The model is adjusted for recipient age, recipient sex, recipient race/ethnicity, native Model for End-Stage Liver Disease score at liver transplantation, liver disease etiology, ascites, and encephalopathy severity. The P value for interaction of donor type and continuous donor age was 0.058 for recipient survival model and 0.019 for graft survival model.
CI, confidence interval; DDLT, deceased donor liver transplantation; HR, hazard ratio; LDLT, living donor liver transplantation.

Postoperative Donor Complications

There was no clear association between increasing donor age and early (≤6 wk) donor postoperative complications (Figure 3). Early (≤6 wk) biliary complications were numerically higher among donors >55, but not statistically significant (7.1% versus 3.1% for donors <40 y; P = 0.156). Rates of adverse events and postoperative complications at 6-mo, 1-y, and 2-y are shown in Figure 4Aand B and Figure S2, SDC, Again, no clear differences were observed by donor age, although missingness was significant particularly at 1-y and 2-y.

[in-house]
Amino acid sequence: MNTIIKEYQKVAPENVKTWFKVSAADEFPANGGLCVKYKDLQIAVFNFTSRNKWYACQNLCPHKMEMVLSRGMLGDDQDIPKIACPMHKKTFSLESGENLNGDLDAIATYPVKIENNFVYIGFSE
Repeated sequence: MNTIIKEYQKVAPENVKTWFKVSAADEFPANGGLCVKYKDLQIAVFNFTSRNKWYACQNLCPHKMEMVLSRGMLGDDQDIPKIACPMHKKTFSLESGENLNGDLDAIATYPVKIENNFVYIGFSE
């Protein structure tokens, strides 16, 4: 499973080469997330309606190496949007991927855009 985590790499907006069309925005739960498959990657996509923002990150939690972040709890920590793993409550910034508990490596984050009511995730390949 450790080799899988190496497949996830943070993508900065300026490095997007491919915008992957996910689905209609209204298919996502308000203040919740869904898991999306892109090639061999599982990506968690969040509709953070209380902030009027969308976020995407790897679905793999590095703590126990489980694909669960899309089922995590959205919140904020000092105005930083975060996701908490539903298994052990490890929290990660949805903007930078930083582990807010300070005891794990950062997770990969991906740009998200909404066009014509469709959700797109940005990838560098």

Early (≤6 wk) postoperative donor complications by age group. Missingness <1% for all outcomes.
Postoperative donor adverse events (A) and specific complications (B) at 6 mo by age group. (A) Messiness for ER visits: 57.5%; for readmissions: 8.1%; for all complications: 8.1 %. (B) Messiness for each complication: 8.1%. ER, emergency room.

There were no meaningful differences in postoperative donor laboratory parameters by donor age (Table S2, SDC, As shown in Figure S3, SDC,, there was considerable missingness observed for postoperative donor laboratory parameters with up to 60%–70% missing at 2 y post-LDLT. However, missingness was consistently lower among donors aged >55 y (Figure S4, SDC,